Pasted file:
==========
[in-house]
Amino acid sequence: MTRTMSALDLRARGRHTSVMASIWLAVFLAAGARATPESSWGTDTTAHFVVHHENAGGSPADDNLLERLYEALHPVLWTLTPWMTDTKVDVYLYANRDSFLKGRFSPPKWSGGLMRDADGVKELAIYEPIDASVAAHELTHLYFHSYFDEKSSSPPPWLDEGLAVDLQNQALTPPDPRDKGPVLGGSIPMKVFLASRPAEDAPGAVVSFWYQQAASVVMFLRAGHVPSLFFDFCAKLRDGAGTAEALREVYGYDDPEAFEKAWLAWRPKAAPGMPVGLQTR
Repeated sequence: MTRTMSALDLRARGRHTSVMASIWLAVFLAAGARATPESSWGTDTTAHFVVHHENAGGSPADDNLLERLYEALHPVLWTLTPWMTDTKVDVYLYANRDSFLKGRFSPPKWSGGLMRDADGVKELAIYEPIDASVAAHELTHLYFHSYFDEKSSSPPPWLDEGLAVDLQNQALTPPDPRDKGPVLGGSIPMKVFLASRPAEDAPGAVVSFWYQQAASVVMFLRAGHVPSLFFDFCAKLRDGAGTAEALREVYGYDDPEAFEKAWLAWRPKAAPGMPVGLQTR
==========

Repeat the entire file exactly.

[in-house]
Amino acid sequence: MTRTMSALDLRARGRHTSVMASIWLAVFLAAGARATPESSWGTDTTAHFVVHHENAGGSPADDNLLERLYEALHPVLWTLTPWMTDTKVDVYLYANRDSFLKGRFSPPKWSGGLMRDADGVKELAIYEPIDASVAAHELTHLYFHSYFDEKSSSPPPWLDEGLAVDLQNQALTPPDPRDKGPVLGGSIPMKVFLASRPAEDAPGAVVSFWYQQAASVVMFLRAGHVPSLFFDFCAKLRDGAGTAEALREVYGYDDPEAFEKAWLAWRPKAAPGMPVGLQTR
Repeated sequence: MTRTMSALDLRARGRHTSVMASIWLAVFLAAGARATPESSWGTDTTAHFVVHHENAGGSPADDNLLERLYEALHPVLWTLTPWMTDTKVDVYLYANRDSFLKGRFSPPKWSGGLMRDADGVKELAIYEPIDASVAAHELTHLYFHSYFDEKSSSPPPWLDEGLAVDLQNQALTPPDPRDKGPVLGGSIPMKVFLASRPAEDAPGAVVSFWYQQAASVVMFLRAGHVPSLFFDFCAKLRDGAGTAEALREVYGYDDPEAFEKAWLAWRPKAAPGMPVGLQTR